Fire District 1 staffing changes won’t affect MLT, Brier


firedistrict1_logoAlthough Snohomish County Fire District 1 will be making changes in staffing levels starting this month, no reductions in firefighting personnel in Mountlake Terrace or Brier are part of the changes.

The fire district’s staffing changes announced this week will apply to the seven fire stations in unincorporated service areas. No changes are slated for Fire Station 18, 21206 Poplar Way in Brier, nor at Fire Station 19, 5902-232nd St. S.W. in Mountlake Terrace. Stations 18 and 19 will each continue to be staffed 24 hours a day by three firefighters, at least one of which is an emergency medical technician paramedic.

The seven fire stations at which staffing changes are planned for are 156th Street/Station 10, Hilltop Station 22, Hilton Lake Station 12, Lake Serene Station 23, Mariner Station 11, Martha Lake Station 21 and Silver Firs Station 13. Fire District 1 will implement a new demand-driven staffing plan for these seven stations that features higher staffing levels during the day when 9-1-1 calls are their highest. The goals of the changes are to maintain existing service levels, improve efficiency and avoid firefighter layoffs despite declining revenue.

“Our top priority is providing our citizens with the best possible fire and emergency medical service,” said Fire Chief Ed Widdis. “Our new staffing model will allow us to accomplish that by better aligning resources with the public’s demand for emergency service.”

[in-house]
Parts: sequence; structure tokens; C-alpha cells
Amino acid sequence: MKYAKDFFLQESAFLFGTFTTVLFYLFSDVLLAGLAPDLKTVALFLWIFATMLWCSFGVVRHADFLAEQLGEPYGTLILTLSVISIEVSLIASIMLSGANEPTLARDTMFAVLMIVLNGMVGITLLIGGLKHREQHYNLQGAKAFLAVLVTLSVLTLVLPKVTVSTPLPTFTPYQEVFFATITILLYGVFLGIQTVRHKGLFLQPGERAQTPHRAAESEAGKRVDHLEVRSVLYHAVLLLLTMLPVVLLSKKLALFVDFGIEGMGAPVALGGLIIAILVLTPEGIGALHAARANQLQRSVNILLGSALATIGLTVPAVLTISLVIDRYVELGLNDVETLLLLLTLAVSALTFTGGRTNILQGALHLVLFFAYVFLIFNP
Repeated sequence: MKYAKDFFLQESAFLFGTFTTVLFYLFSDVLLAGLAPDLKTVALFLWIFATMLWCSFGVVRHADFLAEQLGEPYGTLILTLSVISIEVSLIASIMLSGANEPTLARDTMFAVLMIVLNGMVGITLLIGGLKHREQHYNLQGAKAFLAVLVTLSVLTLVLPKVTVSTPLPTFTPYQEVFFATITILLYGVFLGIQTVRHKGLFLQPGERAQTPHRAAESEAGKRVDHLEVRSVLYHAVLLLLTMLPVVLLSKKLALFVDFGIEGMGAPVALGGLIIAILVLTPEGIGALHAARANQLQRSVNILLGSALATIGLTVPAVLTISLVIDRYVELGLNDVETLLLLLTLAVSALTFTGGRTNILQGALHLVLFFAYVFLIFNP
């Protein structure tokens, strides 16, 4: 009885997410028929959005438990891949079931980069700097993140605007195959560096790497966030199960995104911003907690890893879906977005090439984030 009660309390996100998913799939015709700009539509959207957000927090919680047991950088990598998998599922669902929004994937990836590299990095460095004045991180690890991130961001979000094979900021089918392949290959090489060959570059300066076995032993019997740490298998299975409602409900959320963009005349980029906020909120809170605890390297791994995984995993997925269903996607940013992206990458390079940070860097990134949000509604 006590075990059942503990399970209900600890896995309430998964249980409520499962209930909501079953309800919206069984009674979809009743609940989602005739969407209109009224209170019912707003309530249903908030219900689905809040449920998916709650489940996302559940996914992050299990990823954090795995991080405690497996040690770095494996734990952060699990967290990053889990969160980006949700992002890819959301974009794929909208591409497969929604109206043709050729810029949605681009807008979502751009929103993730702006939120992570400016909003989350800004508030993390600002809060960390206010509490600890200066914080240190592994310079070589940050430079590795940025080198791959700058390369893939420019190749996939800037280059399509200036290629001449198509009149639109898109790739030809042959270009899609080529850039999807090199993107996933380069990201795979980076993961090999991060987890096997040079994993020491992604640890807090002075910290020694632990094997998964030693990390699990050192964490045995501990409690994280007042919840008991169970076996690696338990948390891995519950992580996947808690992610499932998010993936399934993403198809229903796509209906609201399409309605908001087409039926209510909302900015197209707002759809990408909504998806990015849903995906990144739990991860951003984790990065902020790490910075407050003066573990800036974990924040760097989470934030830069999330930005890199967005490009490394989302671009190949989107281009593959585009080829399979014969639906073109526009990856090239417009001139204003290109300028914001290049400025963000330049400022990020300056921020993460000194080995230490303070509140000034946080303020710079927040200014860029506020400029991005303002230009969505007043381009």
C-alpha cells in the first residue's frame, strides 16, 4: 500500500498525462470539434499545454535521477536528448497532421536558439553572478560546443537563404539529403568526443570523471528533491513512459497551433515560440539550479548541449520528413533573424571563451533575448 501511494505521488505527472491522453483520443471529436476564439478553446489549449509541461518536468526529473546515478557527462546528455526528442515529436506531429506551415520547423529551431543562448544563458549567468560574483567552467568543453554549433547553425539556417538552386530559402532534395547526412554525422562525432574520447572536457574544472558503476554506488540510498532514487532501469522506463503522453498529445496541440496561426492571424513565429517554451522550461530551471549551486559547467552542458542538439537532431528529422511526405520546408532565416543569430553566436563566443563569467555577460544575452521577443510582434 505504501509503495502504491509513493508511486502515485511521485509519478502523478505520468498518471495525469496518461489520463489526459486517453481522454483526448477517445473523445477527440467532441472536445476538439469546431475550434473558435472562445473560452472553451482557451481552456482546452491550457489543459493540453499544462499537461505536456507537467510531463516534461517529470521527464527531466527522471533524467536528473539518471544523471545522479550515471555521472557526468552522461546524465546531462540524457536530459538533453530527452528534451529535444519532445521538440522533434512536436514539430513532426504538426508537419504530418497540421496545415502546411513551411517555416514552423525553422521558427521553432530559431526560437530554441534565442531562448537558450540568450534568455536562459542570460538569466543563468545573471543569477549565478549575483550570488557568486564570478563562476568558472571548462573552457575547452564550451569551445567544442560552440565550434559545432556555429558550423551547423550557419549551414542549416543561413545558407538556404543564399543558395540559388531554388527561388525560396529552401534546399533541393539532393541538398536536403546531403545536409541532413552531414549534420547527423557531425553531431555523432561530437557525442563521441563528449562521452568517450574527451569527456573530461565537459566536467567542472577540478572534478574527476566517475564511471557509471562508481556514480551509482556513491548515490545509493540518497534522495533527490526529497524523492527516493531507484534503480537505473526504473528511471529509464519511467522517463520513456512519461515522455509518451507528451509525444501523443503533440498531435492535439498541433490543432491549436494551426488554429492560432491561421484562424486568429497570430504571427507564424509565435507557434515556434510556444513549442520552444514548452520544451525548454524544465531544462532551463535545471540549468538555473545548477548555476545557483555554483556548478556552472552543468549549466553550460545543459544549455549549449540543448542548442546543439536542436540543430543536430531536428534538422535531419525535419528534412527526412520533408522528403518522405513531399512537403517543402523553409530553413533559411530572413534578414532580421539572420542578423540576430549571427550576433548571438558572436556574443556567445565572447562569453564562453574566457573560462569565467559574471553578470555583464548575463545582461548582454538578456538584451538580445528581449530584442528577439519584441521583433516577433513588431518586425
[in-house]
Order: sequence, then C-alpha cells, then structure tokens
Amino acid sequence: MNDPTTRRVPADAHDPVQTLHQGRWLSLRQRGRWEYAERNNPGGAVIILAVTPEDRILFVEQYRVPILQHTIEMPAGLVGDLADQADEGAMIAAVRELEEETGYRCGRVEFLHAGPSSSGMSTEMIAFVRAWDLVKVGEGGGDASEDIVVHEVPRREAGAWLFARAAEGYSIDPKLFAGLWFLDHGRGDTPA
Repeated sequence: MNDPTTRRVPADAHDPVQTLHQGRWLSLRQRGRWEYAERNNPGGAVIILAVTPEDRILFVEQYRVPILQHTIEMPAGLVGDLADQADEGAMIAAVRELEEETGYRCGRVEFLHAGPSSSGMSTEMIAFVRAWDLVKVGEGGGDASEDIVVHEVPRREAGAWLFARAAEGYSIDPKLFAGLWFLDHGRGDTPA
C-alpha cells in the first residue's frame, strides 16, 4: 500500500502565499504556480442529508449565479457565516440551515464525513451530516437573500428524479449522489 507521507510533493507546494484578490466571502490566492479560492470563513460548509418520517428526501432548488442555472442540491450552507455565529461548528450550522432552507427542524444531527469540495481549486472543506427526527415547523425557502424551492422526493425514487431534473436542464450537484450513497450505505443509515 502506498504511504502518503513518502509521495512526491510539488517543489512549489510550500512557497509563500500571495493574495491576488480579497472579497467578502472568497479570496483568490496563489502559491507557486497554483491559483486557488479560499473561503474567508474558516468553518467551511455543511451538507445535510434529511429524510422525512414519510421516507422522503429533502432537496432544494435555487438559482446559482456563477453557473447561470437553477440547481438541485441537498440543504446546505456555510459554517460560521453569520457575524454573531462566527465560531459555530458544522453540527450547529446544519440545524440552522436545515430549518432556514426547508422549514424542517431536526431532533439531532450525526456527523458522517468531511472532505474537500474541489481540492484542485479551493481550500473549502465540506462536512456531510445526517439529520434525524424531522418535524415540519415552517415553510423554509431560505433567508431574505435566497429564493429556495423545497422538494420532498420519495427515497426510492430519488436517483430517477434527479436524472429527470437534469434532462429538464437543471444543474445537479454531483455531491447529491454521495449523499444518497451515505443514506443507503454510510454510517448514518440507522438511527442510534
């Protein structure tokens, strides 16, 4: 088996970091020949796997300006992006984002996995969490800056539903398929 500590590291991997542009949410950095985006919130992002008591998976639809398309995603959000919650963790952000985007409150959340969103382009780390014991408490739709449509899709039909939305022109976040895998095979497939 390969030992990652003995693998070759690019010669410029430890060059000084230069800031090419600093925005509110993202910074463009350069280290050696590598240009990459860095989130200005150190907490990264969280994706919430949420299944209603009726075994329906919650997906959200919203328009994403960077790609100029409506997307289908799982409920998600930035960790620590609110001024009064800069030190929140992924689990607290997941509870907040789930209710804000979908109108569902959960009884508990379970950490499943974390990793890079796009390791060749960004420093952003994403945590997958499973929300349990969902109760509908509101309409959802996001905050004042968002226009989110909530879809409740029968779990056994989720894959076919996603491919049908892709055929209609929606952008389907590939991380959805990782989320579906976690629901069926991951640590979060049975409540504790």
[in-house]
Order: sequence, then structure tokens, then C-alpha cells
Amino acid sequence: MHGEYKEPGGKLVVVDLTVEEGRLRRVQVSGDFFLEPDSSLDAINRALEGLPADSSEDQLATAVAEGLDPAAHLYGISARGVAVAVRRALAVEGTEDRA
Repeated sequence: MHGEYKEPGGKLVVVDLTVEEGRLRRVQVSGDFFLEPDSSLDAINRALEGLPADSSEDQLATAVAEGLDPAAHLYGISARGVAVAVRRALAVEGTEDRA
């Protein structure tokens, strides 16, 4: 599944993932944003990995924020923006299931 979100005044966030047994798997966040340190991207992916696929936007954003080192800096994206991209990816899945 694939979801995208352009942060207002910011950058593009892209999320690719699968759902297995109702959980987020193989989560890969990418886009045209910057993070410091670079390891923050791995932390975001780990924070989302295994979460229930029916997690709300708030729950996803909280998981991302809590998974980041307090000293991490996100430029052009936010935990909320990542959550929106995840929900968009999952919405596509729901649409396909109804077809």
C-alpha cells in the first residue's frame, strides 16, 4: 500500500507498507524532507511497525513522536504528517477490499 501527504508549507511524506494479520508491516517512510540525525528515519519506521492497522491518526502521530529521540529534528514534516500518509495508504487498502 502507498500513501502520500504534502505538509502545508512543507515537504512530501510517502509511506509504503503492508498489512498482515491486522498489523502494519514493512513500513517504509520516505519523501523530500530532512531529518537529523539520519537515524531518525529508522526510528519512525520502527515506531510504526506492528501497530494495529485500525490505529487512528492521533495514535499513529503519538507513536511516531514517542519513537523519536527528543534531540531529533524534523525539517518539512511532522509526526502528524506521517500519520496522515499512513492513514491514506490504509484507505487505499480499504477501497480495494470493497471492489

A 24-hour medical services officer will now provide oversight to enhance the quality of emergency medical aid and four two-person emergency medical service (EMS) units will be deployed throughout the district during 10-hour daytime peaks when emergency calls are highest. This will supplement three-person 24-hour staffing that will continue at the seven district fire stations.

Fire District 1 tested the use of a peak-activity EMS unit in 2011 with positive results. Instead of being assigned to a fire station, this mobile medic unit was strategically positioned during the busiest time of the day. During the trial period, the use of this single peak-activity unit resulted in faster emergency response times across an area served by five stations.

Fire District 1 has seen the property tax revenue it receives from its 29-square-mile unincorporated service area drop by 33 percent in the past three years as area property values have declined at an unprecedented rate. This includes a 4.9 percent drop expected in 2013.

“When you lose more than a third of your funding over a three-year period, you need to find new ways to use the resources you have in the most efficient and effective way,” said Widdis.

Last year, the district trimmed 40 percent of its administrative staff and made across-the-board reductions of nearly 12 percent in general fund program expenditures. Eight vacant firefighter positions have also been eliminated and a hiring freeze implemented in 2010 remains in place, which means retiring firefighters will not be replaced in 2013.

“Previous cuts in administration combined with a more cost-effective deployment of our 184 firefighters and paramedics will enable Fire District 1 to continue to respond to emergencies promptly, professionally and effectively even in these tough economic times,” Widdis said.


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